Below is attached a report written by Andrew Brookes, of the UK’s Butterfly Conservation, in which all the DED (Dutch Elm Disease) resistant cultivars are illustrated and described as well as where they can be obtained.
Cllr Houston proposes that, as part of our Climate / Nature Emergency Response, we purchase several bare root saplings to replace the many Elms that died from Dutch Elm Disease. We might consider also purchasing one or two ball-rooted specimens for selected locations like the western playground hedge, but these are more expensive.
Elms have been an iconic feature of the British landscape and home for diverse animal species for centuries until the 1980’s after which very few mature Elms survive. Where there were mature Elms, saplings continue to spring up from the old trees’ roots but they never survive into maturity before they are affected by DED.
For example, in the recently layed hedge on the western boundary of the playing field, there are a couple of Elms that have given up the ghost after perhaps 20 years of growth; along the high ridge of Underdown Hollow there are many more dead Elms in the farmer’s hedge.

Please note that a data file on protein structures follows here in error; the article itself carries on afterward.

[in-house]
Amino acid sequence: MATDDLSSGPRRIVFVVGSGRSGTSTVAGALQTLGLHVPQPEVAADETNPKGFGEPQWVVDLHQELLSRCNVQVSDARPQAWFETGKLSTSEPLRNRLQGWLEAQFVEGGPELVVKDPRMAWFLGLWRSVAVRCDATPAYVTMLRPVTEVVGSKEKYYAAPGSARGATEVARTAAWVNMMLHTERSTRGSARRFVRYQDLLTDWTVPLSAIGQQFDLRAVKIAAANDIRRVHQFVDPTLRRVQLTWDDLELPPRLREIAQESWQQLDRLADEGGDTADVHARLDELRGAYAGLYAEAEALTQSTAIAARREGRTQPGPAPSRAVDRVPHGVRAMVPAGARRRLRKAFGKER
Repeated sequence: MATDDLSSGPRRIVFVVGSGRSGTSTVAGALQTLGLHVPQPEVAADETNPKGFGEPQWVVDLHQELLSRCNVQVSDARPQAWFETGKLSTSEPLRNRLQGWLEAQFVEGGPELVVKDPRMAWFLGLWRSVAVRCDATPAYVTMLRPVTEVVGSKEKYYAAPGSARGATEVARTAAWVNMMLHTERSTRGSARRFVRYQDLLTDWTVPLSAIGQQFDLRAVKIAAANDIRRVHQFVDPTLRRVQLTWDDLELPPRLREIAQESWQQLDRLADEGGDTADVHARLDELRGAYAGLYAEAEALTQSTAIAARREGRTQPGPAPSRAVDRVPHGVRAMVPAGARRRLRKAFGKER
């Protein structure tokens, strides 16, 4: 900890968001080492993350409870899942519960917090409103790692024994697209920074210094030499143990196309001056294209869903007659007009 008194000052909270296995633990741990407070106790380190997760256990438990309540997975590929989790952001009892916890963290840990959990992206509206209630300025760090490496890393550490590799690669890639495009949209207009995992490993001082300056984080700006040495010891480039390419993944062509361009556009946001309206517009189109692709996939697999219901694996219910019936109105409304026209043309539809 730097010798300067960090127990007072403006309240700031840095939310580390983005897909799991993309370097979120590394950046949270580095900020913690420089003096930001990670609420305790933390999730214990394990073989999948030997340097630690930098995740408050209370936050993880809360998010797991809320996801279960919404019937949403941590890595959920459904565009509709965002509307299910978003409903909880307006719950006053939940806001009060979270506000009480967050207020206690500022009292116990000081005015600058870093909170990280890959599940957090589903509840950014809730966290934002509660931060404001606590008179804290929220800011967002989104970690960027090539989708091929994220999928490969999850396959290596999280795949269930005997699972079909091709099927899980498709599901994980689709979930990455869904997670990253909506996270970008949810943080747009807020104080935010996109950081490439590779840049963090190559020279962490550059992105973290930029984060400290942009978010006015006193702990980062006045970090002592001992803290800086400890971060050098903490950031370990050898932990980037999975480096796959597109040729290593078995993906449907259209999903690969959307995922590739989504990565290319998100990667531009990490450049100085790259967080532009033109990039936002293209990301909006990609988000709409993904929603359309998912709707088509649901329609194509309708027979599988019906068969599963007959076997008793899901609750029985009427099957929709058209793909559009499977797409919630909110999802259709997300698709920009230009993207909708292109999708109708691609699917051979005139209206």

Other species: The need to consider planting Elms in the village is exacerbated by the advance of Ash Die-back (an Ascomycete fungus) that is devastating trees in Dorset and, again, having a devastating effect on the landscape and biodiversity in our Parish. Hopefully we will be spared the sudden oak death (Phytophthora ramorum) that is wiping out oaks in the US.
There is ongoing research into disease-resistant Ash trees.